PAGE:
Facing dire warnings that Falls Lake could go dry this summer or fall, at least one member of Raleigh's City Council is thinking about the previously unthinkable -- whether the fast-growing city needs a temporary growth moratorium.
In a terse exchange during a Tuesday meeting about the drought, City Council member Rodger Koopman raised the idea of a pause in building. He quickly ran into resistance from other city officials.
Beyond City Hall, Koopman's lonely call for putting the brakes on development strikes a chord with Raleigh residents and business owners who are being asked to make do with less and less water. They wonder why the city keeps letting new homes, stores, industries and other users tap into the system.
"How can the city of Raleigh continue to allow uncontrolled developing and building if there is not sufficient water for the existing homes and businesses?" asked resident Allan Marquis, 61, a retired railroad manager. "It is all about money -- greed -- versus common sense."
Koopman's idea got a cool reception from City Manager Russell Allen. Allen said a moratorium wouldn't help in time for this drought, for two reasons: Building permits that have already been issued can't be rescinded, and construction that hasn't started probably would outlast the drought.
"It doesn't really help you," Allen said.
Also, the city manager said, Raleigh's policy needs to take into account that a moratorium would hurt the city's economy.
"What's the economic impact of running out of water?" Koopman retorted.
Despite the drought, Raleigh keeps growing. The city's population grew last year by an estimated 4.2 percent, or almost 15,000 people.
Raleigh issued 8,675 building permits last year, according to city records. Almost 5,000 were issued after the drought's local declaration in May.
Meeker: Not right now
Mayor Charles Meeker asked Tuesday for a staff report on the moratorium proposal before the council's March 4 meeting. But the mayor has already said he opposes a moratorium.
"It's not a good idea right now," Meeker said in a recent interview. "Even if you stopped all the hookups today, you'd only save 1 or 2 percent of our water over the next year. It wouldn't be a significant factor."
At the same time, Meeker said, a moratorium "might put our economy into a recession."
"We need to make smart decisions," he said, "not just decisions that sound plausible on the surface but don't really have much impact."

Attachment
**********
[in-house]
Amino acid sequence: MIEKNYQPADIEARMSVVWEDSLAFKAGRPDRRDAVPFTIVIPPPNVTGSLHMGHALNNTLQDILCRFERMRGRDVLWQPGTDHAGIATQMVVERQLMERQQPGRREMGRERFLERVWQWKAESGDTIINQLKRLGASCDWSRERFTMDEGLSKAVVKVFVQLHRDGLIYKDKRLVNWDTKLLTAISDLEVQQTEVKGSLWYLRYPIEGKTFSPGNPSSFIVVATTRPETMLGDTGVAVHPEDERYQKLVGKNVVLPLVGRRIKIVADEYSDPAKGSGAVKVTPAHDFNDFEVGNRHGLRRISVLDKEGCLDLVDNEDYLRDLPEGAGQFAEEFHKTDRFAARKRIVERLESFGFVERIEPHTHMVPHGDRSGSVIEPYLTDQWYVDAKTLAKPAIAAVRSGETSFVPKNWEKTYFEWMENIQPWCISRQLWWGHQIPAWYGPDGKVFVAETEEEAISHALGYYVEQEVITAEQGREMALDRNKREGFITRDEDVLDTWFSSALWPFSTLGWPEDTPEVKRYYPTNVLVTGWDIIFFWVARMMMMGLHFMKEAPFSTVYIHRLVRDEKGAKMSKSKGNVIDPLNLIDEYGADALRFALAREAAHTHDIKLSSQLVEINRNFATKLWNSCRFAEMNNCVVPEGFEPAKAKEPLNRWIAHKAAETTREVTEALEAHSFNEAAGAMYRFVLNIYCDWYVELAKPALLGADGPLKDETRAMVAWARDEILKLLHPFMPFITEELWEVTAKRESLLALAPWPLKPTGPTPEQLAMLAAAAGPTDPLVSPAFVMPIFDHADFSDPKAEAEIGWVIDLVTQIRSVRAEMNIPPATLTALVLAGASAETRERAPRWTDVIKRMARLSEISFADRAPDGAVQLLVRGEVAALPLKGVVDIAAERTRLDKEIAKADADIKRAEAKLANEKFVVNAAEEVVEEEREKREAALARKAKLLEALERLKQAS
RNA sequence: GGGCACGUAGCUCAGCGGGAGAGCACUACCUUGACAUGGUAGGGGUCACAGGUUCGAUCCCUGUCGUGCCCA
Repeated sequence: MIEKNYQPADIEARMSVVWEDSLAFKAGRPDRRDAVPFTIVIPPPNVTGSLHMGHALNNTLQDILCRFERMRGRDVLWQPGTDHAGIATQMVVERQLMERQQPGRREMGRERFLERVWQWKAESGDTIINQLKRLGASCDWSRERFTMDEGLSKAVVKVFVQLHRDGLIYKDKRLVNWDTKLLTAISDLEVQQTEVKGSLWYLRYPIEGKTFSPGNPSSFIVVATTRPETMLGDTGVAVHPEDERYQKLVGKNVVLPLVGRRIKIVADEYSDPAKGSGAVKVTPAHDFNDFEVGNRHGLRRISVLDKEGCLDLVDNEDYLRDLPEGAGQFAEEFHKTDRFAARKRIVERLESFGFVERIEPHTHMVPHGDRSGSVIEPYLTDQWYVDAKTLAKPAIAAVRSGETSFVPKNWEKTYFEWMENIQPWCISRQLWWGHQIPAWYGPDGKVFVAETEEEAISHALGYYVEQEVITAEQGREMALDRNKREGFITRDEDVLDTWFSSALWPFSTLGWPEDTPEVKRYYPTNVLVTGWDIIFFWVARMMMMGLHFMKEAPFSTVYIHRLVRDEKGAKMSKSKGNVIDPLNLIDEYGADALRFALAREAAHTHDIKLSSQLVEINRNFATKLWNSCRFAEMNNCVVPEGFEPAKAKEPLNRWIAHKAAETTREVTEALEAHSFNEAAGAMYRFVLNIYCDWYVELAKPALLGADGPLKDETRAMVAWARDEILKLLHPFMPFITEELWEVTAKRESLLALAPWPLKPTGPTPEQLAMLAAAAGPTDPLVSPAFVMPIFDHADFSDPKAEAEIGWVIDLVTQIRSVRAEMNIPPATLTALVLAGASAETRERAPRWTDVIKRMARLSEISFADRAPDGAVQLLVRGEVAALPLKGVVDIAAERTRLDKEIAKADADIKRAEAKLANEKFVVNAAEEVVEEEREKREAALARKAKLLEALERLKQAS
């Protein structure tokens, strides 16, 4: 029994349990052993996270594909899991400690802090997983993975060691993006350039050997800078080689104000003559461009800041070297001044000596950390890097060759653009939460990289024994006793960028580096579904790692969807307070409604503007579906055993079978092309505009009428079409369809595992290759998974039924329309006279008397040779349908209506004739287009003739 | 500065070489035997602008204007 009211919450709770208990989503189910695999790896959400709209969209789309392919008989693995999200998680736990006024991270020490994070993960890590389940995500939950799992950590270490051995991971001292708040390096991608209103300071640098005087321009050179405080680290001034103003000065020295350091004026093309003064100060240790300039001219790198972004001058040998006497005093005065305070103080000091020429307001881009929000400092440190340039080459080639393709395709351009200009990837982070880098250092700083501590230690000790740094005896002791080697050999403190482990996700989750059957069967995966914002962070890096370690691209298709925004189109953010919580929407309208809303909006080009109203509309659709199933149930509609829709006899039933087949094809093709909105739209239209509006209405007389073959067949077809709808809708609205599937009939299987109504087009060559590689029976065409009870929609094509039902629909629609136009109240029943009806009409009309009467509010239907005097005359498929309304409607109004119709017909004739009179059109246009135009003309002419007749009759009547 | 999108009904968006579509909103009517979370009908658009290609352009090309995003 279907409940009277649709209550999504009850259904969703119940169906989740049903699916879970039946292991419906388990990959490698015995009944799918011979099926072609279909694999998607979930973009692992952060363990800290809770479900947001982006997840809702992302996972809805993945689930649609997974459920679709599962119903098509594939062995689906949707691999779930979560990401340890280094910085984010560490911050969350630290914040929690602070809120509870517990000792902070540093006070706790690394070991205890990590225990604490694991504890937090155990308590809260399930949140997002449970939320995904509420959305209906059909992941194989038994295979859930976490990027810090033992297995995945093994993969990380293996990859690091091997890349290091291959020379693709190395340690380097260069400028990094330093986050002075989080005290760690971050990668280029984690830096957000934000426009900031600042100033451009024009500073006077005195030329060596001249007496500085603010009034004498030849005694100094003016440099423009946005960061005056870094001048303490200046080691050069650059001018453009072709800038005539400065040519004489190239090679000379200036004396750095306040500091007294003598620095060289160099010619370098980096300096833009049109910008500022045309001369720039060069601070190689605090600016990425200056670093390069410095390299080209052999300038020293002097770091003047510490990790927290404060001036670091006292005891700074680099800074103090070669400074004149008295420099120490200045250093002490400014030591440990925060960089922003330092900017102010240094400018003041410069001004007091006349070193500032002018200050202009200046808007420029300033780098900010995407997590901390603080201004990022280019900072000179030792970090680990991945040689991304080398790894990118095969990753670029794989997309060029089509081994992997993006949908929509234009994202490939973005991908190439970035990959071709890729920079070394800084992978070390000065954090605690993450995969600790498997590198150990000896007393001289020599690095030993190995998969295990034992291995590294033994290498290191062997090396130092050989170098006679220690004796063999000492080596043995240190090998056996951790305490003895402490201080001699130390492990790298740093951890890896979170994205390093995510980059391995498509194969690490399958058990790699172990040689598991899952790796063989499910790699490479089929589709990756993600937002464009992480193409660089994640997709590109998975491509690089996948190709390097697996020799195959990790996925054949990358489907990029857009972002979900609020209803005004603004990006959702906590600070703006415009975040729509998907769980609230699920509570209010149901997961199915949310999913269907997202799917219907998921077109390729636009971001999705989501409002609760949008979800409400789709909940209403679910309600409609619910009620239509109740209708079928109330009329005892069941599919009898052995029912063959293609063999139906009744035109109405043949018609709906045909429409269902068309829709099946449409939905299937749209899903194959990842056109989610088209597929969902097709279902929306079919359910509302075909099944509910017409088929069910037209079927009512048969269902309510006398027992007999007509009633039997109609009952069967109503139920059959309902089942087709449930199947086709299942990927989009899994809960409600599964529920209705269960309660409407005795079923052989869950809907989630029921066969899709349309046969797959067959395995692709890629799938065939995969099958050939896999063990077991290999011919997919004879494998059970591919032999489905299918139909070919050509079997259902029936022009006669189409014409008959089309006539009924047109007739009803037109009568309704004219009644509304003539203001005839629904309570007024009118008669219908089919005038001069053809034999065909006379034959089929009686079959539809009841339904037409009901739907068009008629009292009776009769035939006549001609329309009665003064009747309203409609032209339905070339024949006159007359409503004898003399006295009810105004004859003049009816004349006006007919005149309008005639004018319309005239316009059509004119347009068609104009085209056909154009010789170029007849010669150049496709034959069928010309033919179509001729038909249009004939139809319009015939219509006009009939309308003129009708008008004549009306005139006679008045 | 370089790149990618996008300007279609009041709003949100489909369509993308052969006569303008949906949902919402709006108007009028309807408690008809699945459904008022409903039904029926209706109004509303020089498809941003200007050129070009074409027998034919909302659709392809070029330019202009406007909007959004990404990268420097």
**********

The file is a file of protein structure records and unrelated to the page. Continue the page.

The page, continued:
Home builders and other local business interests strongly oppose a halt in development. Harvey Schmitt, president of the Greater Raleigh Chamber of Commerce, said a development moratorium could devastate the local economy.
"You don't want to impose any more economic damage on a community than is absolutely required," Schmitt said Tuesday. "Our responses need to be measured, so as not to cripple our economy when it is already fragile nationally."
Raleigh's conservation efforts are working and should continue, Schmitt said.
"Growth is not the problem," he said. "The drought is the problem. We need to stay the course."
As the drought continues, however, the moratorium idea seems to be gaining ground among residents.
"Charles Meeker and the city are too late," said Joel Youngblood, 51, a Garner engineer whose water comes from Raleigh. "They needed to stop lawn watering and new development last summer to conserve water. The cause is not the 'old' water consumers not conserving -- there is only so much that can be done -- it is the rapid and wasteful apition of new customers."
Dean Naujoks, an environmental activist who focuses on the Neuse River, sympathizes with those calling for a pause in development.
"I think it may become necessary," he said. "We've kind of forced ourselves into a position where we've really limited our options. Had we gone to conservation sooner, we may have more options on the table."